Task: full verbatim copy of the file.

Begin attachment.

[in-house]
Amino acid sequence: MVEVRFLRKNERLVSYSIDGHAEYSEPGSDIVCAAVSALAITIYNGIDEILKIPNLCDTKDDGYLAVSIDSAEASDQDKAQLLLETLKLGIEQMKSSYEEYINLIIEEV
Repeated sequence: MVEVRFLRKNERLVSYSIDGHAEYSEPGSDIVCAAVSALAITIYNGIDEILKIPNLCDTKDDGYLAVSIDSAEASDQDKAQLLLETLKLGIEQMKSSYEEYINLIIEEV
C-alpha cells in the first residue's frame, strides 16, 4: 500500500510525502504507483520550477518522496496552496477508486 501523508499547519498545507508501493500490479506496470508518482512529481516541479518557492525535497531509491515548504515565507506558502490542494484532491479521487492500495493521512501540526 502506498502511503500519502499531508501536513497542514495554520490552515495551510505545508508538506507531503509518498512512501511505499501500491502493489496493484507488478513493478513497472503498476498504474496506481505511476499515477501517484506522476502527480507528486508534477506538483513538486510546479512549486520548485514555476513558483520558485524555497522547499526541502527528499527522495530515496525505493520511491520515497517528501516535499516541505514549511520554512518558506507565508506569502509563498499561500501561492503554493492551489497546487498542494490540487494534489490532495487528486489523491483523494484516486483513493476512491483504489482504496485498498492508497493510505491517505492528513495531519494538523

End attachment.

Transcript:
[in-house]
Amino acid sequence: MVEVRFLRKNERLVSYSIDGHAEYSEPGSDIVCAAVSALAITIYNGIDEILKIPNLCDTKDDGYLAVSIDSAEASDQDKAQLLLETLKLGIEQMKSSYEEYINLIIEEV
Repeated sequence: MVEVRFLRKNERLVSYSIDGHAEYSEPGSDIVCAAVSALAITIYNGIDEILKIPNLCDTKDDGYLAVSIDSAEASDQDKAQLLLETLKLGIEQMKSSYEEYINLIIEEV
C-alpha cells in the first residue's frame, strides 16, 4: 500500500510525502504507483520550477518522496496552496477508486 501523508499547519498545507508501493500490479506496470508518482512529481516541479518557492525535497531509491515548504515565507506558502490542494484532491479521487492500495493521512501540526 502506498502511503500519502499531508501536513497542514495554520490552515495551510505545508508538506507531503509518498512512501511505499501500491502493489496493484507488478513493478513497472503498476498504474496506481505511476499515477501517484506522476502527480507528486508534477506538483513538486510546479512549486520548485514555476513558483520558485524555497522547499526541502527528499527522495530515496525505493520511491520515497517528501516535499516541505514549511520554512518558506507565508506569502509563498499561500501561492503554493492551489497546487498542494490540487494534489490532495487528486489523491483523494484516486483513493476512491483504489482504496485498498492508497493510505491517505492528513495531519494538523